We’re currently having a deeper look at the Internet of Things (enter your favorite buzzword here) phenomenon. Meanwhile we prefer using the term new ecology of things (shaped by the Media Design Program @ Art Center College of Design) when talking about this subject. Because ecology is not just about things; it describes a shared ecosystem – a shared space where both, humans and things meet and interact.
We used our latest Friday’s lab time to share our current insights and findings with the whole team. To get things rolling we introduced some special guests. We had a look at two interesting talks of Tim Berners Lee and Rafi Haladjian. Secondly we also had a look at some of our recent findings to get the conversation started. I’ll try to sum things up a bit and share some of my random thoughts that came to my mind during our discussion.
What was very important for all of the team members was the ethic side of this story (‚All these objects saving all my data. Being connected with everything all the time. How will this affect my life? ‚). But I’d like to point out that this is not about specific kind of technology which is ‚good‘ or ‚evil‘. It’s currently more like a grass roots approach that is happening right now. So just like electricity is a commodity right now, smart objects will become a commodity in the future.
In my opinion one of the most important questions that needs to be tackled is ‚How can this technology be used to simplify? To improve? To enable new kind of rich interactions?‘ And I have to say that I’m pretty thrilled about the possibilities.
As a designer you can use this technology to enable more human interactions. Getting people away from the screen and letting them interact with smart, connected, physical objects is a great opportunity that’s made possible by this ’new ecology‘.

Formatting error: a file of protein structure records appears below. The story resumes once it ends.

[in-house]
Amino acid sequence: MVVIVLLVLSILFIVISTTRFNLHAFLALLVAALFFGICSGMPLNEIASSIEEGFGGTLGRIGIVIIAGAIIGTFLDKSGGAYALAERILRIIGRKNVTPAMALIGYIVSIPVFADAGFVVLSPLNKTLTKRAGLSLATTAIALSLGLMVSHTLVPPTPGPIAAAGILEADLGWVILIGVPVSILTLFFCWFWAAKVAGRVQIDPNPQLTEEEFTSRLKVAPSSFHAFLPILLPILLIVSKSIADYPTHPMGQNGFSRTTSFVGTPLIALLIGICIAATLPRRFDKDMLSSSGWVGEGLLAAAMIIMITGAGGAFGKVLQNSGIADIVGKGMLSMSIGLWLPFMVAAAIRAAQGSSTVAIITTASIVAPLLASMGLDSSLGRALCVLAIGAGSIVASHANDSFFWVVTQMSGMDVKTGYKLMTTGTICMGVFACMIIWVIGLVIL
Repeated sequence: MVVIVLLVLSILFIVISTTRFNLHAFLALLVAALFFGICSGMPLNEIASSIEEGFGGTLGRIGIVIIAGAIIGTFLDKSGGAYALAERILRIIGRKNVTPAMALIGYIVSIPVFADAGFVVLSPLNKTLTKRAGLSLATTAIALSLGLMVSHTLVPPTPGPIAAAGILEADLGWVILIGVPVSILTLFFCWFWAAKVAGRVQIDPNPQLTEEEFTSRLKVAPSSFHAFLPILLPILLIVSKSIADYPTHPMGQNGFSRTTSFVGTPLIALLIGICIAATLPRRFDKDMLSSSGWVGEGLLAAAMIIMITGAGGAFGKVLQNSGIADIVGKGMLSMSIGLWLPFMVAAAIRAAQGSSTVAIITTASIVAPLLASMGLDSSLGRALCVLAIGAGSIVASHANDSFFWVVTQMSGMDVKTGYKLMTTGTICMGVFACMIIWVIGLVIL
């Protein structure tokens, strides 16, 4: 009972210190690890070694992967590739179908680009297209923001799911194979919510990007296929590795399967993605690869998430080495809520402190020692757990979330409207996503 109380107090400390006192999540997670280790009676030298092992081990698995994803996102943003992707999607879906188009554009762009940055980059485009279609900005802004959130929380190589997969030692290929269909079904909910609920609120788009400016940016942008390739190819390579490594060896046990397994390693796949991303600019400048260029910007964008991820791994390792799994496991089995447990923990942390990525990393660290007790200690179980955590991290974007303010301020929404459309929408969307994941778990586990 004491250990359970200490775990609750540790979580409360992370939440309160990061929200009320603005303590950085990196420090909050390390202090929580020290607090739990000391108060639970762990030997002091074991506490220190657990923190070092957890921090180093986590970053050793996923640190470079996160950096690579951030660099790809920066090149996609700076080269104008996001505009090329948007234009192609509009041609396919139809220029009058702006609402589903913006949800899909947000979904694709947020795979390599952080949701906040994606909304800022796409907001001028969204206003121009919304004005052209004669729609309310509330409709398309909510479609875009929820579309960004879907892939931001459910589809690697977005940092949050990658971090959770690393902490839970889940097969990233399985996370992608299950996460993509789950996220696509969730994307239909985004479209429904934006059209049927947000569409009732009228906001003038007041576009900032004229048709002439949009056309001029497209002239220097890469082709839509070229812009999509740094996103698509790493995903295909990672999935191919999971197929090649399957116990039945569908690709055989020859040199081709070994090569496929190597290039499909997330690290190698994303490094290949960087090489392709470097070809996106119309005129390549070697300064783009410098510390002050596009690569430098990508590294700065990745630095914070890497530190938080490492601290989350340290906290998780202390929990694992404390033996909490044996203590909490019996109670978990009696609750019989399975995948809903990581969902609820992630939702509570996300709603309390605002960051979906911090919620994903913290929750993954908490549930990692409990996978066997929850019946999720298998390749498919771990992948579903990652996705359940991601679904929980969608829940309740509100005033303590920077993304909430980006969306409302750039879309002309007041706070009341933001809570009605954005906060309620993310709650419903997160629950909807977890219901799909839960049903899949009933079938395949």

The field of interaction design will heavily be affected by these trends. Cause it’s not just about designing communication between a human and a single screen. It’s about designing interactions between humans and huge set of smart objects. And it’s about designing intelligent filters for the huge data sets that are being collected by them.
We think the Internet of Things will enable great business opportunities for all of our clients and partners. So it’s not a big surprise that we’ll keep on tackling this subject and digging deeper into the world of interconnected things.
So let’s finish this post with two quotes of John Thackara that fit quite nice into this context and came to my mind during the discussion:
„We cherish the fact that people are innately curious, playful and creative. We therefore suspect that technology is not going to go away: it’s too much fun.“
„We will deliver value to people – not deliver people to systems. We will give priority to human agency, and will not treat humans as a ‚factor‘ in some bigger picture.“